In The News: August 2017
Creaky Knees May Be Early Sign of Osteoarthritis
Grating, cracking or popping sounds can emanate from joints (called crepitus). A study published in the journal Arthritis Care & Research (May 2017) found that people who hear these sounds in their knees may be at increased risk for developing knee osteoarthritis (OA). Researchers used data on 3,500 participants of the Osteoarthritis Initiative study who did not have symptoms of knee OA at the start of the study. The researchers collected data, such as X-rays and reports of knee pain, every year for up to four years. Participants answered a questionnaire, which included a question about crepitus. The chance of developing symptomatic knee OA was higher among those with more frequent crepitus at the outset. Most of the cases occurred in people who started with X-ray evidence of OA but no symptoms. But not everyone with crepitus developed symptomatic knee OA.
Hand Osteoarthritis Is Common
Osteoarthritis (OA) in the hip and knee are common, affecting about 45 and 25 percent of Americans, respectively. New data, published in Arthritis & Rheumatology (June 2017), shows that osteoarthritis in the hand also is quite common. Hand OA affects hand strength and function, impairing the ability to carry out daily tasks. Researchers obtained data on over 2,200 adults in the Johnston County Osteoarthritis Project and found that the overall lifetime risk of developing hand OA is 40 percent. Nearly one in two women and one in four men develop the condition by age 85. Hand OA occurs in about 41 percent of whites and 29 percent of blacks. People who are obese have a 47 percent chance of having hand OA, which is 11 percentage points higher than for people who are not obese.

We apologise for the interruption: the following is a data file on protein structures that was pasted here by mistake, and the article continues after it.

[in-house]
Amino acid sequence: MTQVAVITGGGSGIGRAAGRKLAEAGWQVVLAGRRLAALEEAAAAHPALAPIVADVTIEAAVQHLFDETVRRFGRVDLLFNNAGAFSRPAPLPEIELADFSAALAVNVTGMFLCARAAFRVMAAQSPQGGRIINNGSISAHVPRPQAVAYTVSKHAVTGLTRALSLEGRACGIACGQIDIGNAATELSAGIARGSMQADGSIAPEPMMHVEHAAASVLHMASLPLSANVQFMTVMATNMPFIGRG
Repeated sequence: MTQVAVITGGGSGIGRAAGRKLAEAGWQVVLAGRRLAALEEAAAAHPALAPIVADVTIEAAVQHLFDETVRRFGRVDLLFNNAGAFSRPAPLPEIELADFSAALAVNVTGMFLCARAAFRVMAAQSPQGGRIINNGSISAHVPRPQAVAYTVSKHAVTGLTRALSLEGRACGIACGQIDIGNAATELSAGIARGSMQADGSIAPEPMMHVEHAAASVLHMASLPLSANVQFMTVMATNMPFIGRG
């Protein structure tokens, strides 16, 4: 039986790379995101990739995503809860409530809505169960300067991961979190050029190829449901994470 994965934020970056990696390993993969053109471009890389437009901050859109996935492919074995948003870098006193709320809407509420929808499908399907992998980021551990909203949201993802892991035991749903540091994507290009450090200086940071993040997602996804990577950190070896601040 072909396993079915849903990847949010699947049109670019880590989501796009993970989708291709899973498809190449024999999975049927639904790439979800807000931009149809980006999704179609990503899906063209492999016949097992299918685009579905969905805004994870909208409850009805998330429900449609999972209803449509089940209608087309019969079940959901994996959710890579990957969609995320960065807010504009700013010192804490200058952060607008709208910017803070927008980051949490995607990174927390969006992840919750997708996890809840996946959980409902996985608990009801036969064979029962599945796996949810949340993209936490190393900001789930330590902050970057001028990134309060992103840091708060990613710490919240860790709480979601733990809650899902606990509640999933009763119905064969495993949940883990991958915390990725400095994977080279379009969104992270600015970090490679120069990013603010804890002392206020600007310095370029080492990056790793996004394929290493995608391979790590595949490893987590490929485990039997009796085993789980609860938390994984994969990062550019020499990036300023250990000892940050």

DASH Diet May Prevent Gout
It’s been shown that people with gout who follow the healthy Dietary Approaches to Stop Hypertension (DASH) diet can lower their uric acid levels, which reduces flare-ups. Gout occurs when a build-up of uric acid in the bloodstream crystallizes in joints, causing swollen, painful joints. A study published in the journal BMJ (May 2017) found that following a DASH diet may lower the risk for developing gout. The researchers analyzed data on 44,444 men without gout who answered food questionnaires every four years for 26 years. Those who most closely followed the DASH diet had a lower risk for developing gout. The DASH diet emphasizes vegetables, fruits, low-fat dairy, whole grains and limits red meat. Participants with a high intake of red and processed meats, refined grains, sweets and desserts had a higher risk for gout. The study does not show that foods cause gout, but for those prone to it a healthier diet may help.
Losing Weight Can Slow Down Knee Joint Degeneration
It is well known that obesity is linked to increased risk for developing osteoarthritis (OA) in weight-bearing joints, particularly the knee. But can losing weight prevent this? To find out, a group of researchers followed 640 obese and overweight men and women who were, on average, 63 years old. They published their findings in the journal Radiology (May 2017). At the start of the study, most of the participants had some damage to the knee joint based on magnetic resonance imaging (MRI) studies. After four years, those who lost more than 10 percent of their body weight were 66 percent less likely than people who lost no weight to have further degeneration of cartilage in their knee joint, as assessed by MRI. Those who lost five to 10 percent of their body weight also had less degeneration of cartilage, but the effect was not as large.